When you are hurt in a motor vehicle collision, you can bring a civil claim to recover compensation for your injuries from the person who caused that accident to happen. Although this may seem like an easy process, there are many rules that apply, and the proceedings can become complex. On top of the substantive rules that dictate when someone is allowed to recover compensation, there are numerous procedural rules that state how things must be filed, dates for filing, and more. Attorney Jason Burton is a seasoned North Carolina car accident lawyer. He is available and ready to assist you with ensuring that your claim for compensation is handled appropriately.
Recently, the North Carolina Court of Appeal considered whether a lower court used the right procedures when determining whether to grant a defendant’s motion for summary judgment. In the claim, the plaintiff alleged that the defendant injured her through negligent driving and by causing a car accident to occur. The defendant claimed in response that the plaintiff was contributorily negligent and also sued the plaintiff in an action seeking damages.
Before trial, the lower court received motions from both parties. The defendant stated that the plaintiff had yet to provide a list of expert medical witnesses whom she intended to call at trial. The defendant filed a motion to exclude the plaintiff from testifying about the injuries that she sustained and related medical expenses unless the plaintiff offered testimony from a medical expert who can opine about them. The plaintiff rejected this, arguing that she could testify to her personal knowledge experiencing treatment and being billed for the treatment.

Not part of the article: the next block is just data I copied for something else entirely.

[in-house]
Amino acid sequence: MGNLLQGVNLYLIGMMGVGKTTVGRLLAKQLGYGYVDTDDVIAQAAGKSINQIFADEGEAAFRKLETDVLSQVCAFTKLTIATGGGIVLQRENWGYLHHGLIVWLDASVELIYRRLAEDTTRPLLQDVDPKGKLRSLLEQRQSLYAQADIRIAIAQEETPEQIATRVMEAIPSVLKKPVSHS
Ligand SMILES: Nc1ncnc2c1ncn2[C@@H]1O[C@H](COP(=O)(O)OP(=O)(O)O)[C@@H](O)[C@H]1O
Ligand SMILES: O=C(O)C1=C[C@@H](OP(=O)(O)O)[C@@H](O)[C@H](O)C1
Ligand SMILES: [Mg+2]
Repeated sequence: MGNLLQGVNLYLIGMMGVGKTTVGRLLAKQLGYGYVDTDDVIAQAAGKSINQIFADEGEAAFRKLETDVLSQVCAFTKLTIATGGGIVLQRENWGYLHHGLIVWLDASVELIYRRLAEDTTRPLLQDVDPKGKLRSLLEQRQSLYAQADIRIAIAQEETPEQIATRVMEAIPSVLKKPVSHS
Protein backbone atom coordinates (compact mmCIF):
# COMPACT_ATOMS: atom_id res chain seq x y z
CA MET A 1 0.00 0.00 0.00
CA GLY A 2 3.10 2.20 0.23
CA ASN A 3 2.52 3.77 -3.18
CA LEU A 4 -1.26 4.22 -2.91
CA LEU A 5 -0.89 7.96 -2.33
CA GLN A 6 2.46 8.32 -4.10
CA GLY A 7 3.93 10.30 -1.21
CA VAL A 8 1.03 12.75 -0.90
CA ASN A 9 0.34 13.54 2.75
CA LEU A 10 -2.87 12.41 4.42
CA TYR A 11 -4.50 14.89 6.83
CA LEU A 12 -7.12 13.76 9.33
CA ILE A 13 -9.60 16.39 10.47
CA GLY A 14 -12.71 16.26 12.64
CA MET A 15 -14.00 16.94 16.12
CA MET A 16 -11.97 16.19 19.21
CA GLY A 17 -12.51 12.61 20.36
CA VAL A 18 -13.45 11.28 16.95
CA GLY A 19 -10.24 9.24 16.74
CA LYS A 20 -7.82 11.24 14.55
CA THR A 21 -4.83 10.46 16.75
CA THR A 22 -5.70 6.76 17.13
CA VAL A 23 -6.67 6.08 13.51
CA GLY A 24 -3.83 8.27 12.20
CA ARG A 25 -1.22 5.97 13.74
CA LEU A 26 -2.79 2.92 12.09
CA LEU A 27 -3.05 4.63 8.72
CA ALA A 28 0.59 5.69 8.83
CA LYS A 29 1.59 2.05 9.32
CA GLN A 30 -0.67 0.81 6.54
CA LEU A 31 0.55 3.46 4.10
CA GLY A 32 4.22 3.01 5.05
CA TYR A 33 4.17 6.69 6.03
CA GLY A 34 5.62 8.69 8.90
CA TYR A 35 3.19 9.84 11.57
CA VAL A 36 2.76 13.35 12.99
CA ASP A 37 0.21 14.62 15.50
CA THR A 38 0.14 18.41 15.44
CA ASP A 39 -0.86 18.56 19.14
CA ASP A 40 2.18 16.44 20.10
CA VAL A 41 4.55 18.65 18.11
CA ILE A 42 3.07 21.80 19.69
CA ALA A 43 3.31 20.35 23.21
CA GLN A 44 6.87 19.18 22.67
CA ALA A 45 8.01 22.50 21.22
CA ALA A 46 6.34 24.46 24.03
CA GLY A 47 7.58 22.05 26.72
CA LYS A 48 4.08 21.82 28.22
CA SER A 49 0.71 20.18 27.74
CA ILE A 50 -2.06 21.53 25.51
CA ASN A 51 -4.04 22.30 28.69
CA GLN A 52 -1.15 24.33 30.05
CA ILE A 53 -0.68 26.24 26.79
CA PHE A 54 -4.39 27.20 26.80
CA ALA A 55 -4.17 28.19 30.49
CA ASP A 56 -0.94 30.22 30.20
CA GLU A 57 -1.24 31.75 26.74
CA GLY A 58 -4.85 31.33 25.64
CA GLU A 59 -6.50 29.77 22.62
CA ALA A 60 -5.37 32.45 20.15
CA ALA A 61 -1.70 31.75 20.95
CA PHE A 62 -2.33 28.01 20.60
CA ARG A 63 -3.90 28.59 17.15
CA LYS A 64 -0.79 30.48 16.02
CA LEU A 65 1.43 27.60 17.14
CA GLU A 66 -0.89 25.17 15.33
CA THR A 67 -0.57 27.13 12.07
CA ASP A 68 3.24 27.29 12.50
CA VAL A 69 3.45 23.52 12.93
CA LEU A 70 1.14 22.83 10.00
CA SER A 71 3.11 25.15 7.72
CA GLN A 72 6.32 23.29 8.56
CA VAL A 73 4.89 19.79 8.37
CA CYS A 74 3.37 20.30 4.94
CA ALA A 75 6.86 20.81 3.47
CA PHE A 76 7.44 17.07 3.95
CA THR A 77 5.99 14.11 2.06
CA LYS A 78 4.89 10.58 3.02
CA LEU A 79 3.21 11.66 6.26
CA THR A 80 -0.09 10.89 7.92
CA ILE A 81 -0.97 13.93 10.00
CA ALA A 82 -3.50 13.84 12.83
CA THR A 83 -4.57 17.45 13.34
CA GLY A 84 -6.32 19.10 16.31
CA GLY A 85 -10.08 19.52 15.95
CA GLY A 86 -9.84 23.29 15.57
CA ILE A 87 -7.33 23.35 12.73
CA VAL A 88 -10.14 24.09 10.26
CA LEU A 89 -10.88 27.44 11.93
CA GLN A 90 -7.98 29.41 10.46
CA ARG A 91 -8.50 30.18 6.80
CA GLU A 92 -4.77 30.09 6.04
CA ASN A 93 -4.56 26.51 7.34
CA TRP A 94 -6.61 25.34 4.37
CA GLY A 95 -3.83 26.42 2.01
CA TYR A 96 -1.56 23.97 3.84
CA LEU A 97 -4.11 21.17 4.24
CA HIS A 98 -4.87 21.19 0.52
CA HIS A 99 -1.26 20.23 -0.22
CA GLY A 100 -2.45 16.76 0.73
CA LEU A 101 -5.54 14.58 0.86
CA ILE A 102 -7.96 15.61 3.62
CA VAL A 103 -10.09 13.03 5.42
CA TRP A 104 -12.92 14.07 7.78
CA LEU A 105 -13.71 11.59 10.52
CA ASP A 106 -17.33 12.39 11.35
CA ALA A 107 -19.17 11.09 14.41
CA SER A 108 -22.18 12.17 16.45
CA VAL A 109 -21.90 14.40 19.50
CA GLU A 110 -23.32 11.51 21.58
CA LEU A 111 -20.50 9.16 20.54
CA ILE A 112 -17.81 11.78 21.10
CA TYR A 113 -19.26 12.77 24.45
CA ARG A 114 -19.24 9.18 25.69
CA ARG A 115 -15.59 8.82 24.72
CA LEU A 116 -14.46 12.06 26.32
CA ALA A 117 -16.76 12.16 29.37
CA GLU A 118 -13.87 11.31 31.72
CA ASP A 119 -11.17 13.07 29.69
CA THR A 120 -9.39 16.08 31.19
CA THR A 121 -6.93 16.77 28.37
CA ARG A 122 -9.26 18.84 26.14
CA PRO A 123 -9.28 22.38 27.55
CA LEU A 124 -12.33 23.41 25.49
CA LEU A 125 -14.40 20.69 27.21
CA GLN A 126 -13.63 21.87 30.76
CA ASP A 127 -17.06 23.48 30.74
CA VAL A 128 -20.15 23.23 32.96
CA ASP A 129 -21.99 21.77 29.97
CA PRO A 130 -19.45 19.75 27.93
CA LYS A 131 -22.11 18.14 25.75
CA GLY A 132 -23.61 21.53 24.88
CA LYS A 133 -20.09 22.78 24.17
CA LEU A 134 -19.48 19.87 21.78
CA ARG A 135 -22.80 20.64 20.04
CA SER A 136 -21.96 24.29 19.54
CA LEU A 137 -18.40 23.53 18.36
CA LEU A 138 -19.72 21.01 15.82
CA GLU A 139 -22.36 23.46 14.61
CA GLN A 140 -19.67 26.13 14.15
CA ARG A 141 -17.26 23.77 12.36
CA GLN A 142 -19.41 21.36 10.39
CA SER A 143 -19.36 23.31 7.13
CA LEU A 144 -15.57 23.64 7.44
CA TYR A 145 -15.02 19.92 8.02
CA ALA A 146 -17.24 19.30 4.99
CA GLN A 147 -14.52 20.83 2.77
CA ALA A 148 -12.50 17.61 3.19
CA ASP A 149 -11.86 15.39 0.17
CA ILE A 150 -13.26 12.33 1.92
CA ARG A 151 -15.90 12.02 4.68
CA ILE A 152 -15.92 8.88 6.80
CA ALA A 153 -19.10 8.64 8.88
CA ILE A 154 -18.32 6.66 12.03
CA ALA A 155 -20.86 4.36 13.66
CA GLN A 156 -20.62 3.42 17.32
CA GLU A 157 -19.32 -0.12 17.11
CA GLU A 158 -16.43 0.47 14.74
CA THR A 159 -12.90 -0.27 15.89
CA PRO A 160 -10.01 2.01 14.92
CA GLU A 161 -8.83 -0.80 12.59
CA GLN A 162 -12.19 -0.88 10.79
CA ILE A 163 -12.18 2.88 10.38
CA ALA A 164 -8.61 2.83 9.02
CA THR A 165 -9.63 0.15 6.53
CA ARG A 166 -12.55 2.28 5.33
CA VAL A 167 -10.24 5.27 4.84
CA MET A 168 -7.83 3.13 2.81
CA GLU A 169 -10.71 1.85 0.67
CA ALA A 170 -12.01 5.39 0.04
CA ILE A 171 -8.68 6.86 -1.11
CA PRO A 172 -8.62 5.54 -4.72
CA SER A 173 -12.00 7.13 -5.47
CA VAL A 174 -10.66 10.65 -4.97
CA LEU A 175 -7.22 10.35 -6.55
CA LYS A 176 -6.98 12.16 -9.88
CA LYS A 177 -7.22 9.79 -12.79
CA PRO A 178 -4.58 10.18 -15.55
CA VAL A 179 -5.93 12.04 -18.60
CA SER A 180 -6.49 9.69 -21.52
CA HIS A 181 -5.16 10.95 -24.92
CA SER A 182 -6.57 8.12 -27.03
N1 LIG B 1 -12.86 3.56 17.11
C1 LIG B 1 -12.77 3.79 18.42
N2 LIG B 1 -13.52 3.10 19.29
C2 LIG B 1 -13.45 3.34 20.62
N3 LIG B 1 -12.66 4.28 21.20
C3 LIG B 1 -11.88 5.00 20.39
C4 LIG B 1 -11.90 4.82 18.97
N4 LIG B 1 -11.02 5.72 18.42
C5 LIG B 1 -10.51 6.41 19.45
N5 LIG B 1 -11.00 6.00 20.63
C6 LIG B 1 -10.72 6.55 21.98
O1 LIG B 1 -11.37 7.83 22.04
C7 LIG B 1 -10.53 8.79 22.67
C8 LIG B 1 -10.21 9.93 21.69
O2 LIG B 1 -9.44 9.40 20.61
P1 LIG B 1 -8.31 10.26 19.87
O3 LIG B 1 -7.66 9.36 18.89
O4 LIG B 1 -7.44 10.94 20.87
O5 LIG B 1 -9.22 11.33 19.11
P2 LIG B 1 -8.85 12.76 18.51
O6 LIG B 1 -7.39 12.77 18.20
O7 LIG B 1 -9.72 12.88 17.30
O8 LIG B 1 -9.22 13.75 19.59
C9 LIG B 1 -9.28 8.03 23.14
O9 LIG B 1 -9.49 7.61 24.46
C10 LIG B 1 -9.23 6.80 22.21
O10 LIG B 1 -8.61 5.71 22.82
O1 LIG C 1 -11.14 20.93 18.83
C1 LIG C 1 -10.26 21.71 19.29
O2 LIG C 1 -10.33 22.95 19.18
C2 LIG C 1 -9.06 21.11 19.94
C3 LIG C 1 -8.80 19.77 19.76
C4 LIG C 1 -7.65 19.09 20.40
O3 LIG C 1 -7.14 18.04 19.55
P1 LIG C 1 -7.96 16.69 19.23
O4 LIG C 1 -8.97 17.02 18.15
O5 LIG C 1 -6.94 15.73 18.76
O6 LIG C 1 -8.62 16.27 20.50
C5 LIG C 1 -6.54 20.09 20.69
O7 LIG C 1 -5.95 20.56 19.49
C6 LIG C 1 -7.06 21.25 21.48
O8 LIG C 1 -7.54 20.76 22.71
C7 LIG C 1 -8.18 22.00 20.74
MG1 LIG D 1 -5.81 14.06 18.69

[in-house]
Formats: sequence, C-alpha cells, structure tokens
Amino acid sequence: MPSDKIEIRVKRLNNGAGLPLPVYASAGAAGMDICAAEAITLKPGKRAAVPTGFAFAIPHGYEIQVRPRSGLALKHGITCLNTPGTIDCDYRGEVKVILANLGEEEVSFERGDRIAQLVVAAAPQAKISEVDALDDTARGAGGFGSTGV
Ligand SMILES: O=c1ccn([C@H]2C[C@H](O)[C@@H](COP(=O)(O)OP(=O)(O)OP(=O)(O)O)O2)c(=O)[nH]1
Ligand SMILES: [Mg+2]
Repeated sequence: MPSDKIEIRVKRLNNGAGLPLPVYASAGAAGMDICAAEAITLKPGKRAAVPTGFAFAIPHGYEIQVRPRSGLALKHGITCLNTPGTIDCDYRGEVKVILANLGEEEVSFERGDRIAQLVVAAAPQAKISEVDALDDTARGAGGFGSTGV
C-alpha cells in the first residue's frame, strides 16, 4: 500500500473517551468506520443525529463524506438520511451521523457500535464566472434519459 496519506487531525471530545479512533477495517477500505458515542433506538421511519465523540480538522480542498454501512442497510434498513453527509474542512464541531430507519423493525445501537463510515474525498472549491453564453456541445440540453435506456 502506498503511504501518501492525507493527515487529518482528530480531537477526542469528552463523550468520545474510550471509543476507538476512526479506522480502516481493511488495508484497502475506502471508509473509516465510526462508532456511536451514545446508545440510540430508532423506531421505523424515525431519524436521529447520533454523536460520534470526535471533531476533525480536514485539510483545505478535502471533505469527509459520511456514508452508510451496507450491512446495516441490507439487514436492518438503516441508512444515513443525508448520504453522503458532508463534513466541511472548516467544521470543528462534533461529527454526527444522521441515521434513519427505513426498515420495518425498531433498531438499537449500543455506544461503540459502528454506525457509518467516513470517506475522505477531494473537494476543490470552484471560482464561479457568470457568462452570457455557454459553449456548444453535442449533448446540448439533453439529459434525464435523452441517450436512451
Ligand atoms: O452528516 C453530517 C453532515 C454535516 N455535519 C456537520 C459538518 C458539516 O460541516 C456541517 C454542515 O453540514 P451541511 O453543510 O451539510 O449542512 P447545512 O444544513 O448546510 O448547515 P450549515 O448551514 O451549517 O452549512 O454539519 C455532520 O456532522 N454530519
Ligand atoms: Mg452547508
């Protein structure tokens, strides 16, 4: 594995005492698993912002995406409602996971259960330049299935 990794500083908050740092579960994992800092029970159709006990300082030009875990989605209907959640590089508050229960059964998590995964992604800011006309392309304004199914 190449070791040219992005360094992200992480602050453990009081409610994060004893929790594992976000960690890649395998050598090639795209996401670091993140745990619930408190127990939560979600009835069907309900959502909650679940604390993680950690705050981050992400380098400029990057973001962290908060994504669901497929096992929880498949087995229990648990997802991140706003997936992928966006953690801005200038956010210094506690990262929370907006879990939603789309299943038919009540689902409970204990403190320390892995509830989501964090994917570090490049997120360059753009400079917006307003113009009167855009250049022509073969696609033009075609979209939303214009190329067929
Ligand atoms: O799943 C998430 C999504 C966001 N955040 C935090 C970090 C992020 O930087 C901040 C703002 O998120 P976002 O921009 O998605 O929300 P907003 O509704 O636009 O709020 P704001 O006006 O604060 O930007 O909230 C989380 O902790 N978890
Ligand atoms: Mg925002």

After going off the record for several moments, the court concluded that the medical bills would not be allowed into evidence. The defendant moved for summary judgment and the lower court granted it. The court agreed with the defendant that without any medical evidence to support her claim, the plaintiff could not show that the defendant’s negligent driving was the direct and foreseeable cause of her injuries.
On appeal, the appellate court reversed, finding that the plaintiff did not have proper notice and adequate time to respond to the motion for summary judgment. Under Rule 56(c), the party moving for summary judgment must give at least 10-days’ notice to the responding party. This ensures that the responding party will have enough time to evaluate the motion and prepare a response if desired. In most cases, the non-moving party will prepare an opposition brief providing argument to the court about why the motion should not be granted. The plaintiff did not waive this notice period, so the lower court erred by granting summary judgment.
If you suffered injuries as a result of someone else’s careless and inattentive driving, then it is important for you to receive the compensation you need to cover your medical bills and expenses. Experienced North Carolina car accident lawyer Jason Burton offers a free consultation to help you learn more about the legal system and what pursuing compensation would involve. To schedule an appointment, call him today at 1-833-623-0042 or contact him online to get started.